Oftentimes when we’re training on two different squat or deadlift progressions, the BLD occurs. People are able to lift at least 60% of their overall bilateral strength unilaterally. This means that an athlete’s regular max deadlift load might be 315lbs but then can lift 190lbs on a single leg deadlift. The same thing can happen on squat progressions. The neuromuscular necessities when performing a bilateral exercise is much greater than unilateral exercises, which means the brain works much harder for exercises that ultimately give you less output. This is one of the reasons why sports’ fundamental movements are trained. Unilateral strength and conditioning training prepares you better for your particular sports, hence why it is prioritized over bilateral training.
Bilateral strength and conditioning training is not forgotten. We utilize different variations in exercises to train for bilateral strength and power based on an athlete’s position in their particular sport; we consider which movements mainly occur in that position. When we look at an ice hockey athlete versus a track and field sprinter, or a defensive lineman in football versus a soccer midfielder, they will require different progressions of both unilateral or bilateral exercises. However, from the movements that occur most in a game, we know that bilateral power and strength based exercises for a defensive lineman might be more beneficial than training unilateral exercises and so on.
When we think of strength and power activities we also need to think about proper nutritional intake. Every athlete needs to focus highly on their diet in order to perform within their expectations. It is a very important part of performance enhancement and recovery. Dieting can easily become complicated when overthought, however, generally speaking, having tight control over your macronutrients is key. High performing athletes should always make sure that 55-60% of their daily energy intake are clean carbohydrates, 15% from animal derived proteins and 25-30% from clean fat intake. These percentages can be distributed throughout the day by frequent meal servings and snacks in between meals.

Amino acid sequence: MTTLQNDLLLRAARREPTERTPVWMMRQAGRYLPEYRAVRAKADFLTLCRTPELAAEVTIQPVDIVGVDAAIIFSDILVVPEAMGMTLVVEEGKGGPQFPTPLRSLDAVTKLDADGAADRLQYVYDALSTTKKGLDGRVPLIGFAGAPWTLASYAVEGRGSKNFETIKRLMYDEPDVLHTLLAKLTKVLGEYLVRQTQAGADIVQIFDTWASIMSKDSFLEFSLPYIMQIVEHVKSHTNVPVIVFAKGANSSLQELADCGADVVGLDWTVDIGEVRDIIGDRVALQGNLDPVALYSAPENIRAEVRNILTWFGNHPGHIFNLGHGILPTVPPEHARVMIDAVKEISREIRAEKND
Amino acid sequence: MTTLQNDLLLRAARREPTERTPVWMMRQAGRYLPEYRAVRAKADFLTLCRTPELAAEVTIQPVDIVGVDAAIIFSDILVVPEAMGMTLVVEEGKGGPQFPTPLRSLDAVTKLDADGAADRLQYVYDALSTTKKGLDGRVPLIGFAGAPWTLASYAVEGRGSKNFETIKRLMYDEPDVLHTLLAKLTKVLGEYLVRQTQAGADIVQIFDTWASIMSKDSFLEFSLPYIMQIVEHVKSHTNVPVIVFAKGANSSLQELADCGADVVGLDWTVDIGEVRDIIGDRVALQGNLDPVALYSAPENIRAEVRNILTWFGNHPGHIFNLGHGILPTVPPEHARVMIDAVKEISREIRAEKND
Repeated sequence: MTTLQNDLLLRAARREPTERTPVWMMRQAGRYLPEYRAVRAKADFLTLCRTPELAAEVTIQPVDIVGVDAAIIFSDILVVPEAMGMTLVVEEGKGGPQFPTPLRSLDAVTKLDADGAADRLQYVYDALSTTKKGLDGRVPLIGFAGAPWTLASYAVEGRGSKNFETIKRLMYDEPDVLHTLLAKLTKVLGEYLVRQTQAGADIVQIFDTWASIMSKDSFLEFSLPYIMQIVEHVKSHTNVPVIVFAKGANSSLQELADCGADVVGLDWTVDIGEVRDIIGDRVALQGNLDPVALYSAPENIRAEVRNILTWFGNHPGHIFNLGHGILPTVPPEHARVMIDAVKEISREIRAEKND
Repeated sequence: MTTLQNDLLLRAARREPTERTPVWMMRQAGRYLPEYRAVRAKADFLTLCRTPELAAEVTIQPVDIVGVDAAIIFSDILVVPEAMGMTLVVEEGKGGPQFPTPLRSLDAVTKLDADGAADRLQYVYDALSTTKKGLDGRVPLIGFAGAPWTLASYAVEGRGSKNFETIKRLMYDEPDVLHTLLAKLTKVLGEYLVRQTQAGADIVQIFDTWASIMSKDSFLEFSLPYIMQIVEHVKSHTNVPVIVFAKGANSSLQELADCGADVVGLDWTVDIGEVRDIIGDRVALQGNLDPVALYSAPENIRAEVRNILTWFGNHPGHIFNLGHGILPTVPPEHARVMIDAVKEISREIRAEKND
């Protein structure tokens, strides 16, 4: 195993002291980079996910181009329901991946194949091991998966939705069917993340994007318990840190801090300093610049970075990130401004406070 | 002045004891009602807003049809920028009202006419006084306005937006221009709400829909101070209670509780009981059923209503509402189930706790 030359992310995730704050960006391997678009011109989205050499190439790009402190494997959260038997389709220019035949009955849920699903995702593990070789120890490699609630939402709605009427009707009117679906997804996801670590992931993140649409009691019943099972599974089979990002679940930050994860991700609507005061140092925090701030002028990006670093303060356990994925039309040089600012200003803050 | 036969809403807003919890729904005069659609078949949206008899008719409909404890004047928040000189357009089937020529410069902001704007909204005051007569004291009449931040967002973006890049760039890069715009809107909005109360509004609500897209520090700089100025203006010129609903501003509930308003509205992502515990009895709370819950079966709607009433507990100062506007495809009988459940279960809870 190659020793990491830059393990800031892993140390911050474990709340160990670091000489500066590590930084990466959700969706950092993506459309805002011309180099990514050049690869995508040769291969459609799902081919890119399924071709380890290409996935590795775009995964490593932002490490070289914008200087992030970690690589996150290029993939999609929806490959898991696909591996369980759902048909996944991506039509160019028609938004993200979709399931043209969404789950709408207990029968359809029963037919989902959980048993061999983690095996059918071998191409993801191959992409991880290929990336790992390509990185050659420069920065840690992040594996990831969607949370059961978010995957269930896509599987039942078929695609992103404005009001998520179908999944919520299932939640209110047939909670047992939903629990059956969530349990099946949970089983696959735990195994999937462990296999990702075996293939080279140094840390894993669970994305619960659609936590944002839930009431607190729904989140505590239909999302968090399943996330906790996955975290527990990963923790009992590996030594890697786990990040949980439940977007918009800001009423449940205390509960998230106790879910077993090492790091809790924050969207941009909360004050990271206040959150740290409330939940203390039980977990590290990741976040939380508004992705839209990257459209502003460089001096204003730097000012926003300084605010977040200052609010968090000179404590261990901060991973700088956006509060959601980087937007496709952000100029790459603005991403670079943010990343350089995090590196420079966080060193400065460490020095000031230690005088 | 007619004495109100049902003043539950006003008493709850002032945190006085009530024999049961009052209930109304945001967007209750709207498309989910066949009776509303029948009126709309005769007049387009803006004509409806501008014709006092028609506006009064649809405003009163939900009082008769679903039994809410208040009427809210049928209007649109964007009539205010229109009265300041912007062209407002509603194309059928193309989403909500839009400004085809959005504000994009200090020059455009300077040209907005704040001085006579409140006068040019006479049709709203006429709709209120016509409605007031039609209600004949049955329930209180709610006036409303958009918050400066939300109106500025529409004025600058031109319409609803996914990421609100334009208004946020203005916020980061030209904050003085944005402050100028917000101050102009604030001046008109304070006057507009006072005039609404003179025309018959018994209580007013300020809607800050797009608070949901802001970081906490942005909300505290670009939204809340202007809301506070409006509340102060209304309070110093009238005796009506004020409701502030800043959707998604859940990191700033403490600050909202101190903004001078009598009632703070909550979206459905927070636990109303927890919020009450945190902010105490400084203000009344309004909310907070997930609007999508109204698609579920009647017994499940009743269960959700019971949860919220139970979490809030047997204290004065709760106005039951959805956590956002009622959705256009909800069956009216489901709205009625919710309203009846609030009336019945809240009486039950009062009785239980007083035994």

Carbohydrates are the number one source of energy in the body, which is why the quality of which one’s you are eating is so important. When dieting, always try to focus on eating less processed sugars and heavily starchy foods. Try to substitute more fruits, vegetables, or whole grains in big portions to help curb cravings. Blood glucose levels are important for better performance in the gym and on the field, so try having some fruits or mineral induced drinks about an hour before exercising instead of drinking caffeine or sugar. Athletes that want to gain weight should focus on a caloric surplus: intaking more than you’re expending in energy. If losing weight is your goal, you’d want to be in a caloric deficit: expending more energy than you’re intaking. But remember - don’t starve yourself!
Proteins, formed by amino acids, are the building blocks of the body. Therefore, proper protein intake leads to faster recovery and better gains. When dieting, focus on getting proteins derived from animals/dairy products. For athletes with different lifestyles who focus on plant based proteins, supplementation may help with getting more complete proteins: proteins that carry more essential amino acids. When training, the timing of protein intake is very important. Having a light source of protein 30 minutes before and after exercising will help with proper muscle growth and recovery. Athletes that have hypertrophy goals should be very wary of their protein intake timing and serving size (0.9 - 1.8g of protein per pound of body weight), however, for strength maintenance and recovery, about 0.7 - 0.9g of protein per pound of body weight post training is recommended.
Lastly, fats, also known as the energy storer, are very important for the body. Fats are broken down into three types (monounsaturated, polyunsaturated, and saturated). Monounsaturated fats are found in olive oils, peanut oils, and avocados. Although labeled as fats, these fats are considered healthy for intake up to about 15% on a daily caloric scale. Polyunsaturated fats are found in nuts, seeds, salmon, tuna, and corn. They can be great options to implement into your diet up to about 15% on a daily caloric scale. Saturated fats are found in animal products such as dairy, beef, and poultry. Generally speaking, saturated fats are most likely to be naturally in your diet. However, it’s only recommended to have up to about 10% of these kinds of fats on a daily caloric scale.
Now, there is one more type of fat that all populations should be wary of… and that’s the big ol trans fat. Everyone loves trans fats. The packaged cookies and chips, candy, fried food, fast food, huhh love it!!! BUT, stay away from it!!! Unless you want a first class ticket to diabetes, cholesterol, or other chronic diseases later on in life.
Coach Andy Louis and Coach Katie Sailer
One of the most frustrating things I hear coaches asking their teams to do is jogging during their off-season conditioning. Traditionally, coaches say to run a mile, then build up to two, or something along those lines. And, at the beginning of training camp, they do a “conditioning” test that uses a long, slow run as a barometer of conditioning. In actuality, this is one of the worst things you can do for performance.